For more than 10,000 years, eaters knew where their wheat and bread came from. If they didn’t grow, grind or make it themselves, they bought it from someone in their neighborhood or their village who did. The main ingredients of that bread were whole grain, grown and ground locally, and that natural starter. That was a whole food, with protein and fiber and good fat, as well as carbohydrates.
With industrialization and urbanization in the late 1800s and early 1900s came bread that was made by strangers with commodity flour, as well as the soft, airy crumb that many enjoy in white bread. Roller mills facilitated the separation of whole grain into its three main components: bran, germ and endosperm. Bran is fiber, and it began to be discarded both because it detracted from the smooth texture of the flour and because it makes producing a light, high-domed bread more difficult. Germ is protein and fat, and it begins to spoil when it’s ground, so removing it increases the flour’s life from weeks to virtually infinite. The endosperm that’s left is the carbohydrate portion of wheat, the shelf-stable white powder you probably know as all-purpose flour. Endosperm offers calories, but it is the least nutritionally potent component of flour. It’s also the least flavorful.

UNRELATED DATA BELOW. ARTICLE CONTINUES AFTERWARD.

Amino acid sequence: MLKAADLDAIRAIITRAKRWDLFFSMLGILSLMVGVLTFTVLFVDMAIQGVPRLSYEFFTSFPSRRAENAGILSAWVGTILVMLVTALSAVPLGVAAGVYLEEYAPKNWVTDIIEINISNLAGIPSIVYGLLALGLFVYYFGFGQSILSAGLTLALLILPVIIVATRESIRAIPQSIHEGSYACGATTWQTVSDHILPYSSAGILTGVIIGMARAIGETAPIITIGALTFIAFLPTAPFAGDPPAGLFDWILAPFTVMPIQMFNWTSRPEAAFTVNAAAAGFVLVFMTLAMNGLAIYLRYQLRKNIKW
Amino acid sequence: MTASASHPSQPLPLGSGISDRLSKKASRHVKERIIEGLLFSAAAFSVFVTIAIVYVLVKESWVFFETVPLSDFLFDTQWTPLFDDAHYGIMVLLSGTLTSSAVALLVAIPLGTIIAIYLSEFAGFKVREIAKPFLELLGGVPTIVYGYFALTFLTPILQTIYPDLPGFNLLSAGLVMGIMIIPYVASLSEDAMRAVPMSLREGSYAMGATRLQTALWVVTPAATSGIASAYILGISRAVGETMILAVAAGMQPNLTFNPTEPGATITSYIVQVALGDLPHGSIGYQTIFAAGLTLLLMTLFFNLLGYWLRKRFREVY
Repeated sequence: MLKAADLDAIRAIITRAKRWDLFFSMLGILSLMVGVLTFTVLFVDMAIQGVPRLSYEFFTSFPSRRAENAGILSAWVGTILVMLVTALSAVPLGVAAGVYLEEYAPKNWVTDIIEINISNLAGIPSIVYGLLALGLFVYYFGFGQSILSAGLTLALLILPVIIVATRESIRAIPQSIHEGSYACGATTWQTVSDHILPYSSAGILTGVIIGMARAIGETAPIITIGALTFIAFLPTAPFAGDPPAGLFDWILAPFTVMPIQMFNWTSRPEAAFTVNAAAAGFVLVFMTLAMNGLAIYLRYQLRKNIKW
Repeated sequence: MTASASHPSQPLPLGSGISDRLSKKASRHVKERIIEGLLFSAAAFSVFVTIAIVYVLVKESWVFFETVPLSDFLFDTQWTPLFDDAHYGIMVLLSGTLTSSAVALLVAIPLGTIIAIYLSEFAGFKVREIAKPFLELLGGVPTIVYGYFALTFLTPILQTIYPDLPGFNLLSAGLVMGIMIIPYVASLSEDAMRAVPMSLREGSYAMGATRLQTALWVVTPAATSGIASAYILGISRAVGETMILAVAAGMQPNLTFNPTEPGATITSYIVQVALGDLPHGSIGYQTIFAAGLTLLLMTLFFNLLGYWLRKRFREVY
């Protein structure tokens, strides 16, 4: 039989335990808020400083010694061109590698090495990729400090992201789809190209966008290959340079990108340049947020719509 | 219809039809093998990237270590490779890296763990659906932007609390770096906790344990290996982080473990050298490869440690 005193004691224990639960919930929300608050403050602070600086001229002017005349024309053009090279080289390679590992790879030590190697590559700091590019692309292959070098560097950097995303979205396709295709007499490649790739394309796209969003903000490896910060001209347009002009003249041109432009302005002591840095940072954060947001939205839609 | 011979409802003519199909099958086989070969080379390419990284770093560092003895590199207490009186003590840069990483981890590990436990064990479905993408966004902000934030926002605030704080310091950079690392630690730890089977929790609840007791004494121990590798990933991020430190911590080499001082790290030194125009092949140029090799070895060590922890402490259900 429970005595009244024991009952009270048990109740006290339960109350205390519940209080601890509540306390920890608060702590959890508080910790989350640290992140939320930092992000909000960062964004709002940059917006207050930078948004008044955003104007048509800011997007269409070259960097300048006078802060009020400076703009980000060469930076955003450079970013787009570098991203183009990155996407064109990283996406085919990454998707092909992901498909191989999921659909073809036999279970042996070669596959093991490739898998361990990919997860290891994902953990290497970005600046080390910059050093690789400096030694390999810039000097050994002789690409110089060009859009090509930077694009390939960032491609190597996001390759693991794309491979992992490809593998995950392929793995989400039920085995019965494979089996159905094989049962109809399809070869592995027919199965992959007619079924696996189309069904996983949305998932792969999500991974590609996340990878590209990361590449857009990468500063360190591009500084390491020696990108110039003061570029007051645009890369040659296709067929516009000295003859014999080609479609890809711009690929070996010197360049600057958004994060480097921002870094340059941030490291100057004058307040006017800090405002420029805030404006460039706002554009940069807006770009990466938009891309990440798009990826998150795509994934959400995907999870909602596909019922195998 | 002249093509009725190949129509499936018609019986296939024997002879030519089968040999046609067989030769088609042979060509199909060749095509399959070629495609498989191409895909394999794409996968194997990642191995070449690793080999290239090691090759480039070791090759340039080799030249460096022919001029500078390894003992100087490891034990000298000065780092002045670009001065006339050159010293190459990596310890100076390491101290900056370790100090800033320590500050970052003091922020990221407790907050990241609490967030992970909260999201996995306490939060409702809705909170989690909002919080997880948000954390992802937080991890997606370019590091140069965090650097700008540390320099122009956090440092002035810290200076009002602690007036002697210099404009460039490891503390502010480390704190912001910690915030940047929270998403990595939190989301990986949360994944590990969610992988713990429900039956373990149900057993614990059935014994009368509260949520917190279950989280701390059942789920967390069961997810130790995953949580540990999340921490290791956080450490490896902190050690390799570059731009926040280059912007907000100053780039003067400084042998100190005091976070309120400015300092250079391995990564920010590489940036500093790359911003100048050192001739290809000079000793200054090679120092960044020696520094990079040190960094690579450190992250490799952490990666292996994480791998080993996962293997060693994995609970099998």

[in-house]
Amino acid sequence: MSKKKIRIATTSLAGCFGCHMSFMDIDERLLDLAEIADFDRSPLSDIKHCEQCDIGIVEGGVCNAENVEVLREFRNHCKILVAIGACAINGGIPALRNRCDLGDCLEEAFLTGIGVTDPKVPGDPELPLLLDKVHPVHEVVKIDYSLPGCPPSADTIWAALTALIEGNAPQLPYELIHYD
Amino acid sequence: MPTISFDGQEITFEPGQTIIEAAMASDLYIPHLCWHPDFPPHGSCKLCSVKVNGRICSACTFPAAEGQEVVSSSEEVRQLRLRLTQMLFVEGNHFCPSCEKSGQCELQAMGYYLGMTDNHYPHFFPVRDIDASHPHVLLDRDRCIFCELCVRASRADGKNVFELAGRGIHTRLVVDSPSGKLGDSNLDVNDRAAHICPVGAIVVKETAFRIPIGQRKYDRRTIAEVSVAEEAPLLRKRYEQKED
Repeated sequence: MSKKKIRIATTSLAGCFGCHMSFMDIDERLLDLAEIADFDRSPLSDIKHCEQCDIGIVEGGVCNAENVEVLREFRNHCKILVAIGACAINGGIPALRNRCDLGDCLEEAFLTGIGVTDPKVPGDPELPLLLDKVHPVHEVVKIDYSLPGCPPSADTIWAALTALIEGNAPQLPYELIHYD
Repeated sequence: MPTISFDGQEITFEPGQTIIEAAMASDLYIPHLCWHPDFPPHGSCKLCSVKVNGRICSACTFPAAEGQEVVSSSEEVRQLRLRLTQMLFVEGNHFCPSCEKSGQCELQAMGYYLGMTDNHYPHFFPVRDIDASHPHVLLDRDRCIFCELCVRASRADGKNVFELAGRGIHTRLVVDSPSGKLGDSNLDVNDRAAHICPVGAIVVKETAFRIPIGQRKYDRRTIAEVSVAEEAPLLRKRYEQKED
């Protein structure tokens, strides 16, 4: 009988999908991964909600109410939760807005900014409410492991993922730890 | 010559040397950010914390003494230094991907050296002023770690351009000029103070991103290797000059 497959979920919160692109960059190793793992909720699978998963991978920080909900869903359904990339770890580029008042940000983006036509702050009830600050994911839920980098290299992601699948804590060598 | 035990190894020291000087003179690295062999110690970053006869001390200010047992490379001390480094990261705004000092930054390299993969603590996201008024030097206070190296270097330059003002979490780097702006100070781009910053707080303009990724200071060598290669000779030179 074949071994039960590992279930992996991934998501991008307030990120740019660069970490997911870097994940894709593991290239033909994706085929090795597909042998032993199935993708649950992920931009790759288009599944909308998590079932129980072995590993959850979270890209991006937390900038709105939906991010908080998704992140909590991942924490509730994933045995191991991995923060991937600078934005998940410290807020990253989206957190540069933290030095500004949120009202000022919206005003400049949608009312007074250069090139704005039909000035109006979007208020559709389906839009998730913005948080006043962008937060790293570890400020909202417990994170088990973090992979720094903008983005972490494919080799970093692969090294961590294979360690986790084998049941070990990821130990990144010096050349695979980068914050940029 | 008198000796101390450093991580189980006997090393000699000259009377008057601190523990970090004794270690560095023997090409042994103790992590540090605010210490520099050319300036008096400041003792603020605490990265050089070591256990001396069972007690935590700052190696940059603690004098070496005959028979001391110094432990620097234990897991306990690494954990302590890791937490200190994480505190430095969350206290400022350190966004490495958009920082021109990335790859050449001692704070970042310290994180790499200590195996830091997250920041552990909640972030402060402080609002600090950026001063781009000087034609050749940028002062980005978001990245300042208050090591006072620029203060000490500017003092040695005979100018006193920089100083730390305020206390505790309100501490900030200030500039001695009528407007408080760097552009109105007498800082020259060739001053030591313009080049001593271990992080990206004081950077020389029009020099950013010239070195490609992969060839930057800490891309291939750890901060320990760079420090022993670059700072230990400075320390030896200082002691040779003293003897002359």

This factory-produced flour was far less perishable and was easily transported over long distances. The bread it made was marketed as pure and white — which came with all the racist overtones you might imagine — and was perceived to be cleaner than the loaves from immigrant-run bakeries in American cities.